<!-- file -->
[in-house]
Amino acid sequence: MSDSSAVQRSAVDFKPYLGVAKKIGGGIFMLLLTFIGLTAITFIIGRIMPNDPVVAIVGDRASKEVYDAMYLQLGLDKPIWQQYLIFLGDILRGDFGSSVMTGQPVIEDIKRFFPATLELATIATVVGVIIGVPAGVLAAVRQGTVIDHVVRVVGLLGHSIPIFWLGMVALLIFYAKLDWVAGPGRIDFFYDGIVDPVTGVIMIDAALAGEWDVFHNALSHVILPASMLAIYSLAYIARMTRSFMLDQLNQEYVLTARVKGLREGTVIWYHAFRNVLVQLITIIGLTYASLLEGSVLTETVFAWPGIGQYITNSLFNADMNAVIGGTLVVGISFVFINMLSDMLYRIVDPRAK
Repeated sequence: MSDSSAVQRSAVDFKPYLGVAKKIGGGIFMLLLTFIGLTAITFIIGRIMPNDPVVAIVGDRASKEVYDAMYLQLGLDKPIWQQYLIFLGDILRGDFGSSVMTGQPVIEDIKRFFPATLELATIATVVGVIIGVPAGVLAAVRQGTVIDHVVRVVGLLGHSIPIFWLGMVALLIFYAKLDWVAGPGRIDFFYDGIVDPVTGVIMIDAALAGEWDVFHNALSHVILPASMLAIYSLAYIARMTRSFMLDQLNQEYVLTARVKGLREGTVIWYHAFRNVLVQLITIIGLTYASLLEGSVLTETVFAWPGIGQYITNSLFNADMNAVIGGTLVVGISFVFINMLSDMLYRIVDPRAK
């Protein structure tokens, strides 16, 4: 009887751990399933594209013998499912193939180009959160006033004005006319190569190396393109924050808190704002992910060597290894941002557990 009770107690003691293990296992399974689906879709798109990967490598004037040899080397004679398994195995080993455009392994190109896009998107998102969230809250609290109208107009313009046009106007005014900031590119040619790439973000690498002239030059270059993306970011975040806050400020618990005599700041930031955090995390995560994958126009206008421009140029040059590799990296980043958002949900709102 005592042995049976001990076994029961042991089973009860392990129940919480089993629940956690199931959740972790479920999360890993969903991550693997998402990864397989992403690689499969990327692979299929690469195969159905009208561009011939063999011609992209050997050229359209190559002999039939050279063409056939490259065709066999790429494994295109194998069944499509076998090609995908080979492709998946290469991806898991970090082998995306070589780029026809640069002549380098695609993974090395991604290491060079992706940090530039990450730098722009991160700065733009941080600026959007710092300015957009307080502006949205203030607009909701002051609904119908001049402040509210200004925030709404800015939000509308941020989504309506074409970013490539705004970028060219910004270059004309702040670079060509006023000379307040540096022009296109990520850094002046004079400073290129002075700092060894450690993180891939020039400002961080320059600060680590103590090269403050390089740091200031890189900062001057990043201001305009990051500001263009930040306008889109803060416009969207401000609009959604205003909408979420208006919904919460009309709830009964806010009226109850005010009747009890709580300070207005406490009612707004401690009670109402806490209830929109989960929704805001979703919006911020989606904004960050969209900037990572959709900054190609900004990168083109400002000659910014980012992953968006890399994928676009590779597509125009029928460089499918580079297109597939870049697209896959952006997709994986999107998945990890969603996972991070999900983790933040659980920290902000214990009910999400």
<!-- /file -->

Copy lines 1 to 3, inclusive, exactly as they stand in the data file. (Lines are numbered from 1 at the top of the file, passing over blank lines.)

[in-house]
Amino acid sequence: MSDSSAVQRSAVDFKPYLGVAKKIGGGIFMLLLTFIGLTAITFIIGRIMPNDPVVAIVGDRASKEVYDAMYLQLGLDKPIWQQYLIFLGDILRGDFGSSVMTGQPVIEDIKRFFPATLELATIATVVGVIIGVPAGVLAAVRQGTVIDHVVRVVGLLGHSIPIFWLGMVALLIFYAKLDWVAGPGRIDFFYDGIVDPVTGVIMIDAALAGEWDVFHNALSHVILPASMLAIYSLAYIARMTRSFMLDQLNQEYVLTARVKGLREGTVIWYHAFRNVLVQLITIIGLTYASLLEGSVLTETVFAWPGIGQYITNSLFNADMNAVIGGTLVVGISFVFINMLSDMLYRIVDPRAK
Repeated sequence: MSDSSAVQRSAVDFKPYLGVAKKIGGGIFMLLLTFIGLTAITFIIGRIMPNDPVVAIVGDRASKEVYDAMYLQLGLDKPIWQQYLIFLGDILRGDFGSSVMTGQPVIEDIKRFFPATLELATIATVVGVIIGVPAGVLAAVRQGTVIDHVVRVVGLLGHSIPIFWLGMVALLIFYAKLDWVAGPGRIDFFYDGIVDPVTGVIMIDAALAGEWDVFHNALSHVILPASMLAIYSLAYIARMTRSFMLDQLNQEYVLTARVKGLREGTVIWYHAFRNVLVQLITIIGLTYASLLEGSVLTETVFAWPGIGQYITNSLFNADMNAVIGGTLVVGISFVFINMLSDMLYRIVDPRAK